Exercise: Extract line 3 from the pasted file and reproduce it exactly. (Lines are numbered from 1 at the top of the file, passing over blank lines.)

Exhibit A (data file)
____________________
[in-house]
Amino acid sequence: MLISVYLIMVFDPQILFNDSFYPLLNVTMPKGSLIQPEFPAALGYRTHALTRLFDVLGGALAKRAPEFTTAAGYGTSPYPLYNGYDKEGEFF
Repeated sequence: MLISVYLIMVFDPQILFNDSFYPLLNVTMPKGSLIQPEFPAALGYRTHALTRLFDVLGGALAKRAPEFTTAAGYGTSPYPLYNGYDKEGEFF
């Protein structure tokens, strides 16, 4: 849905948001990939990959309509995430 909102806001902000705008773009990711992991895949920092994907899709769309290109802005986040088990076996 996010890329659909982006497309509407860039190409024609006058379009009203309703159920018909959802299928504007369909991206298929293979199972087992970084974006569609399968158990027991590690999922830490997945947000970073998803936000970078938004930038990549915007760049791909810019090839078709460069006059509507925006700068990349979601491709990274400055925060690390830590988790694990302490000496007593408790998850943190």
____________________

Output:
Repeated sequence: MLISVYLIMVFDPQILFNDSFYPLLNVTMPKGSLIQPEFPAALGYRTHALTRLFDVLGGALAKRAPEFTTAAGYGTSPYPLYNGYDKEGEFF